Expert Advice: What's the Big Idea!

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I was one of two people from direct response television out of the thousands who attended the OMMA West conference in March. I found myself surrounded by strangers from big ad agencies who make big money off of big ideas (I had no idea that was a bona fide advertising term) seeking the solution to satisfying their big brand clients (who were also there) and who are now requiring new media (Internet) campaigns to be performance based and driven.


Well, that's a short explanation of why most attendees were there.


As a writer, director, producer and campaign manager of long-form and short-form DRTV campaigns, my entrée into the agency world, albeit for two days, left me a bit bewildered.


One reason is the following. Although I thoroughly enjoyed Deutsch Los Angeles chief creative officer Eric Hirschberg's enthusiastic speech about conquering the dilemma of capturing the teen demo and making them believers in the "not so cool" brand of Old Navy. I found myself not grasping what type of media the "creative" actually ran in. Was it new media/Internet-based ads or was it traditional spot TV? And if it was new media, then where did it air on the Web -- Yahoo, MSN, MySpace, AOL?


Give us a clue! Since it was successful, how so? How did you determine that success? By CPC, RPC, MER, what? I couldn't help but wonder the real reason for showing us the campaign. Could it have been a case of ego, or a great way to use the forum to show his agency's work?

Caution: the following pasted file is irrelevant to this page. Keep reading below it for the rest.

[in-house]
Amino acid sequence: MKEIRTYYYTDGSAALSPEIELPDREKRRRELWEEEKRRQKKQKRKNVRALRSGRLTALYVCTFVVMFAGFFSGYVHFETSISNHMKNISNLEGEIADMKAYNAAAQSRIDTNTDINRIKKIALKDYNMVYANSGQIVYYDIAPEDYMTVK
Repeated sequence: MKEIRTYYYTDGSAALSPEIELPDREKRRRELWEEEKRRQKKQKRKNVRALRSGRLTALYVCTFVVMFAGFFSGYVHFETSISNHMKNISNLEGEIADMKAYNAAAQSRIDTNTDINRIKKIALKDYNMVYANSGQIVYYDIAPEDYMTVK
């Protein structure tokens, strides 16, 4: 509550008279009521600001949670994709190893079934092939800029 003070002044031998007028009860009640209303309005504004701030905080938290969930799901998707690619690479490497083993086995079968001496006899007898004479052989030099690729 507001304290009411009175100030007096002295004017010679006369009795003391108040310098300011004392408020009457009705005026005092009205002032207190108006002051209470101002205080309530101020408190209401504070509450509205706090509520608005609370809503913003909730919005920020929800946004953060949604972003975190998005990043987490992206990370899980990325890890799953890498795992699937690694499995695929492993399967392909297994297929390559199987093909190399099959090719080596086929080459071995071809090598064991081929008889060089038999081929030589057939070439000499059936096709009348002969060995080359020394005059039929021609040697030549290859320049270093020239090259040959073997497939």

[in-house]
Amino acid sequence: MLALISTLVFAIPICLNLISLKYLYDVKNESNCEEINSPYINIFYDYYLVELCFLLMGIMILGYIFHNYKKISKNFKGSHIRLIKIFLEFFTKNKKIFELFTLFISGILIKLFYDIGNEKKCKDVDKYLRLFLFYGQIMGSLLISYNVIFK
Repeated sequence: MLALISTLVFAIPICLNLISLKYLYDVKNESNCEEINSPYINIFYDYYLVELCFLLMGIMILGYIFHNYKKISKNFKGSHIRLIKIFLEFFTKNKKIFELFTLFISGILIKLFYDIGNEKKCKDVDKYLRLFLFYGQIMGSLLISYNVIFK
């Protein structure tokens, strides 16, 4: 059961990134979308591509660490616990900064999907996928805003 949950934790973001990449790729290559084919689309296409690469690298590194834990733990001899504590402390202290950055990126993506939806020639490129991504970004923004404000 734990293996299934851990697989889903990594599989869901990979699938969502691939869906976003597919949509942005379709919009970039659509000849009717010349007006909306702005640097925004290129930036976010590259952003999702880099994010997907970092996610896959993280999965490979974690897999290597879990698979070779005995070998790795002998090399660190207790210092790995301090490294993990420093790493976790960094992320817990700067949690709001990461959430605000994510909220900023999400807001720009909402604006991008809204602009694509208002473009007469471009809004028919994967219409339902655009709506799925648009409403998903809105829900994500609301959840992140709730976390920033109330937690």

We then played a "Who am I?" game. As the audience closed their eyes, he recited brands that an [unknown] person would wear, use or have in their life. The audience guessed (eyes opened) what type of person this was. The idea was to prove that we are a brand-driven society. How remarkable! But wait - hasn't it always been that way? Am I the only one who finds brand overload a bit on the "trying too hard" side? I mean, does anyone really want a brand for a first and last name and a life of wearing them? Yet this is what our next generation is: Just a "brand." How sad.


At a certain point, the audience applauded a remark about how great it was to see our next generation be the most intelligent yet. No doubt I say, they are probably Mac G5's!


Look, I get it. Things change, life becomes more automated and technology becomes an integrated part of our lives. Why is it so hard to understand that the Internet is just a simple case of direct response? After all, DRTV has been engaging the consumer for 25 years. Its message is precise, compelling and life changing. It has to be.


Perhaps OMMA next time will invite speakers and experts from DRTV. Hopefully the big ad agencies and the big brands will recognize the value of a 25-year-old industry that grosses billions of dollars a year in sales by engaging the consumer and being accountable for a campaign's performance. You see, in DRTV we simply live and breathe every click, hit, view, call and dollar. After all that's the big idea, isn't it?


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